As parents we can tell our kids that fire is dangerous and useful, but until you actually build a fire, “play” with it, cook something on it, and learn to control it and put it out, you haven’t learned about fire. In reality our children will do dangerous things whether we like it or not. If they are forced to do so secretly without your help and supervision (not interference), they are more likely to hurt themselves. Children are more at risk if they have not had guided experiences with danger.

I thought of other things our Superboys and Supergirls should be encouraged to try as we watch them learning to be brave:  

  • Climb things, especially trees
  • Jump off and over things
  • Taste new foods
  • Act in a play
  • Make a new friend
  • Go on a ride at a funfair
  • Say what you feel
  • Play in the mud
  • Risk failure
  • Dance
  • Sing loudly

Perhaps it’s not only the parents who allow their children to run wild who are a problem. It’s also the parents that won’t let their children run at all.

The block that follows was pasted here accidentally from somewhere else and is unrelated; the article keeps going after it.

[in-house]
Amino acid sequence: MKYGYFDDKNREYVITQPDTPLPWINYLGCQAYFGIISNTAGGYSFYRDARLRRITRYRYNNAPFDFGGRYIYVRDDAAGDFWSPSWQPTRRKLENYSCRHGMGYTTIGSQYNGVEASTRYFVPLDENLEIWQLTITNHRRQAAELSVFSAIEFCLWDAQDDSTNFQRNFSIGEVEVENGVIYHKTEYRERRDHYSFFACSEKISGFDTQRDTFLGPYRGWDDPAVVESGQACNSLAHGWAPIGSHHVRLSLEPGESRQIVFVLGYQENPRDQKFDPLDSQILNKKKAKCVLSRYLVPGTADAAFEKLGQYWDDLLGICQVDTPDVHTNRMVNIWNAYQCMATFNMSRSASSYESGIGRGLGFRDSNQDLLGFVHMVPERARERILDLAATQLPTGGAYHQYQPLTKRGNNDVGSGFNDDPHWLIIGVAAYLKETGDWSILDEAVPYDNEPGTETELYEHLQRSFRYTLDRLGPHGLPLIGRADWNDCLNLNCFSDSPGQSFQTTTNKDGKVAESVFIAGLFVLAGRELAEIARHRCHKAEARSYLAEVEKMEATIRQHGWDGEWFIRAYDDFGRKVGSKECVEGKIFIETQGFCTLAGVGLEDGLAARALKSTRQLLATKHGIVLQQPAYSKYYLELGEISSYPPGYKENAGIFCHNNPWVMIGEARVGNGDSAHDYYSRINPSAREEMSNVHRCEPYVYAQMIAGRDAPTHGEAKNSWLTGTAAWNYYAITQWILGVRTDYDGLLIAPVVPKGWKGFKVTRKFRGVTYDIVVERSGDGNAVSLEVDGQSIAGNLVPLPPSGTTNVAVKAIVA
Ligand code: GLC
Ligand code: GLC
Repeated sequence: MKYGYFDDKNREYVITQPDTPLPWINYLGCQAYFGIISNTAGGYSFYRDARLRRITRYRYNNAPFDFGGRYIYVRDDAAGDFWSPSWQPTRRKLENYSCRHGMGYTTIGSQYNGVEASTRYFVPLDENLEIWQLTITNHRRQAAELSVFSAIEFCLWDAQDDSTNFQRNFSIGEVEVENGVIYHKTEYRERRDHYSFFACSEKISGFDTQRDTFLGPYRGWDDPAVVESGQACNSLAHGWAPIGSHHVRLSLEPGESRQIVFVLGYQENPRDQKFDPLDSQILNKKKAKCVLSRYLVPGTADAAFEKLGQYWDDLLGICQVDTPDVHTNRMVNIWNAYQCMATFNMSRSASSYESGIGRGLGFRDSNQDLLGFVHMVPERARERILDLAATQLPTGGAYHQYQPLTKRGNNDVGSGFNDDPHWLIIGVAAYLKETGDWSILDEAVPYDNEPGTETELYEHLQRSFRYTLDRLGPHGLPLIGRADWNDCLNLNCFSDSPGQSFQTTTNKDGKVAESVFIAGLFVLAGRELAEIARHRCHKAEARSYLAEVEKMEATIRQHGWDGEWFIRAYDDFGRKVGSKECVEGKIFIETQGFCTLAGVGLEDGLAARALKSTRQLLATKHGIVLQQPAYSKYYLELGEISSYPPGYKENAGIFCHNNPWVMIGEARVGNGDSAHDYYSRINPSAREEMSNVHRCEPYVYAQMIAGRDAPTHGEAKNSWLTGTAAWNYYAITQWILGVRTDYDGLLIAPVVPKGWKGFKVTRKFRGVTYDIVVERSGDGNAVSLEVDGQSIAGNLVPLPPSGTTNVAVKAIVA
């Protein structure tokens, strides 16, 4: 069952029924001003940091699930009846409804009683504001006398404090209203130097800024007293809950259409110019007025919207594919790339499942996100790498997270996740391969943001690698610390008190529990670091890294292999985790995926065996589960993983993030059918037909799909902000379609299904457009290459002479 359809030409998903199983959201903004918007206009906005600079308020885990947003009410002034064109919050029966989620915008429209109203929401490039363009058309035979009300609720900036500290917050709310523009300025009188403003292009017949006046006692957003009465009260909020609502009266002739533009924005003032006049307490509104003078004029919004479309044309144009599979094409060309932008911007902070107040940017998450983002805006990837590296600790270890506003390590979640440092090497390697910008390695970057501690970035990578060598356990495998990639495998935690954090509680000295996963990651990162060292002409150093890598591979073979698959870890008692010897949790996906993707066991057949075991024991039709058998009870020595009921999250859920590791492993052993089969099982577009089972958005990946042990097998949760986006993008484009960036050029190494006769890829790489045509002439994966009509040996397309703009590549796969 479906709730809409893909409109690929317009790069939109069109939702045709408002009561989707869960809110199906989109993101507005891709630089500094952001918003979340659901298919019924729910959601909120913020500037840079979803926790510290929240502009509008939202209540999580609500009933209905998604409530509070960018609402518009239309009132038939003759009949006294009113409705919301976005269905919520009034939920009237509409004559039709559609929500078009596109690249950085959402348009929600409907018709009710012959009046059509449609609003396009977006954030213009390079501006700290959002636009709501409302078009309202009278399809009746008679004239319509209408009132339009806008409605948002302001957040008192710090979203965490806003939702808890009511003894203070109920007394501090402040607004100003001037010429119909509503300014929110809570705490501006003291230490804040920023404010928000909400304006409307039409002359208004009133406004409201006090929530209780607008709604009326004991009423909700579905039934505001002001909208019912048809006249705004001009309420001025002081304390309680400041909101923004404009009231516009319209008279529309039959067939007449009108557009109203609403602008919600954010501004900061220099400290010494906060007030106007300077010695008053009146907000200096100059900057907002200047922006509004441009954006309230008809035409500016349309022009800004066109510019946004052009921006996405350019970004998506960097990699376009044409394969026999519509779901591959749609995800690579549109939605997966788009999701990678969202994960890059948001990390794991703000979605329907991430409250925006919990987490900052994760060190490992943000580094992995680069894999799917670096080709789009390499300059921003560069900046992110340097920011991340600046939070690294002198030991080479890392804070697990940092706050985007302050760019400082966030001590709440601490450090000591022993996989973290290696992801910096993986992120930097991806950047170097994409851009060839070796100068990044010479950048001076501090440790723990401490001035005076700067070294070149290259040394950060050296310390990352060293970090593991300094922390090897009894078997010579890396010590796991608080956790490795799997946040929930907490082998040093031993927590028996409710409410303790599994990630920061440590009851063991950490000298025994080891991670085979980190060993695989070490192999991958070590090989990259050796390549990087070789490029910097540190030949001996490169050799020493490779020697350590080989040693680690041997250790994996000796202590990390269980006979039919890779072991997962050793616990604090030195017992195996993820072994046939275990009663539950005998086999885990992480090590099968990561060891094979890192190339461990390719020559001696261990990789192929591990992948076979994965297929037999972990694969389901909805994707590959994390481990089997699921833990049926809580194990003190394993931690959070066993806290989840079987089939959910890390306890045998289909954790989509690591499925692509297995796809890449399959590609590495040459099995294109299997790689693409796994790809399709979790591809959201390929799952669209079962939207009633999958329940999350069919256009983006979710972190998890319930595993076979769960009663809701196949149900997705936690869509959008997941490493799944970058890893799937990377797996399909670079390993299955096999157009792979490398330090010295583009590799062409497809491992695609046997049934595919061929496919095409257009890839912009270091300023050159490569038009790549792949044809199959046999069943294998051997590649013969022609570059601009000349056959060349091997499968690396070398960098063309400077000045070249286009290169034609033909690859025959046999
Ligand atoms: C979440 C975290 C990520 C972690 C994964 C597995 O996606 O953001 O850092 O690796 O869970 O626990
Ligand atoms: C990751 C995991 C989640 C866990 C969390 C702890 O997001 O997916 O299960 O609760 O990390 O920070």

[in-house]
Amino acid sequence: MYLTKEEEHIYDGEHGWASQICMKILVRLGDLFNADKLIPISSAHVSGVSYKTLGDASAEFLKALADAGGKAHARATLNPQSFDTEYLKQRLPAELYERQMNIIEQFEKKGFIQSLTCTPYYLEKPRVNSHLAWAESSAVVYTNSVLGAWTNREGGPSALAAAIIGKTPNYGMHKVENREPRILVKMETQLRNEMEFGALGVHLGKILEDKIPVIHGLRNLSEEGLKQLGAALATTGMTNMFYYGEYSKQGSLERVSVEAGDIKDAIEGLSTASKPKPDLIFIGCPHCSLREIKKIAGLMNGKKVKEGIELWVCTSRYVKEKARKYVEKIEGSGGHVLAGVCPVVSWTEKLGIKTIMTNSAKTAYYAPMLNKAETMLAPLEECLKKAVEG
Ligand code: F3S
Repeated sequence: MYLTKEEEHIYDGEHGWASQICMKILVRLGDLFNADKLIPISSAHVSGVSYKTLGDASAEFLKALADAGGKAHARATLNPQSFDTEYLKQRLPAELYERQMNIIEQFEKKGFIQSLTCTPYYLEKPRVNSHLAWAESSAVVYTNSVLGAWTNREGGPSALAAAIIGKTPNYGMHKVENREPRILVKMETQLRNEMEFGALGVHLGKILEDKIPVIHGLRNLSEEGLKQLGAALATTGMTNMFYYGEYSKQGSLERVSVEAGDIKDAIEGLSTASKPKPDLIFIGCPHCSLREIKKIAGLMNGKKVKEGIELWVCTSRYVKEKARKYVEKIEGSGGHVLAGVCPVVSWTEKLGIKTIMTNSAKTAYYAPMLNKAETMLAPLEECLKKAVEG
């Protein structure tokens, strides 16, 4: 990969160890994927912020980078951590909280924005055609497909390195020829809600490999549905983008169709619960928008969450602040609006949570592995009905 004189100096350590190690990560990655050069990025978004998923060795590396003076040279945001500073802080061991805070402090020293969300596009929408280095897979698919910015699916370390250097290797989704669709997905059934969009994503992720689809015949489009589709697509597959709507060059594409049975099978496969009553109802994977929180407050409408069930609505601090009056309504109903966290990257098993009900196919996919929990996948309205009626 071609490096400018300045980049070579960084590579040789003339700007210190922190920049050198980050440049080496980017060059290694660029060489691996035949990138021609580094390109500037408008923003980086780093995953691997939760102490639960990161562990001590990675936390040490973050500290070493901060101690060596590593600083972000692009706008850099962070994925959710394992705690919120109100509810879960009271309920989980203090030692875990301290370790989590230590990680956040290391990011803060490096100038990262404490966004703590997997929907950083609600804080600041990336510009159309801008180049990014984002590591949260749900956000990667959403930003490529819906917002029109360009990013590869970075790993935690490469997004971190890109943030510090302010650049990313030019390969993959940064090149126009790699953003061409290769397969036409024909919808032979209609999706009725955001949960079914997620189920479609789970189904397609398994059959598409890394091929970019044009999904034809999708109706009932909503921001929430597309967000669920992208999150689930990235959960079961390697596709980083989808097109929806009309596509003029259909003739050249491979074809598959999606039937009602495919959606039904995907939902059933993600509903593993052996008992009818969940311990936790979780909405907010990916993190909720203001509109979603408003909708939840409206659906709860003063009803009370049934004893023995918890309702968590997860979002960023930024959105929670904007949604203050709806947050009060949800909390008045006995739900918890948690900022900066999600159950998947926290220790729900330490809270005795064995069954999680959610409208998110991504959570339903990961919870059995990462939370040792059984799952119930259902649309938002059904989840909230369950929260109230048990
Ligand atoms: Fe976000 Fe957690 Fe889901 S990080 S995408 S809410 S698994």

Sleepover’s don’t need to be nightmares

Slumber party or night of the living dead?sleepover image

It’s 2.00am and out of the blackness of sleep something materialises in my room. It’s at my elbow, shaking me awake. I grope through the mist, trying to catch up to my racing heart. It’s my son’s 8-year old friend, sleeping over for the first time. He can’t sleep. So neither can I.

The sleepover, or its Americanised girlie version, the slumber party, is one of the modern rituals of childhood. Children and teenagers beg parents to allow them to host or attend sleepovers, with the promise of pillow fights and midnight feasts, the tests of ghost stories and truth or dare.

What can go wrong? Well for starters: imagine a giggling gaggle of hyped-up tweens and teens, transforming into squabbling, sleep-deprived, grumpy monsters ruining the rest of your family weekend.

Other parents have darker imaginations, depending of what they’ve read in the newspaper or which stories they’ve heard that week. Pornography, paedophiles, sex, drugs, alcohol or neglectful parents, take your pick.

Sleepovers are a rite of passage, a plunge into deeper waters. Whether you host one or send your child to someone else’s, you might feel as if your child is not ready. For some parents the shallow end of life is a much safer place to be. I understand this. I understand it completely.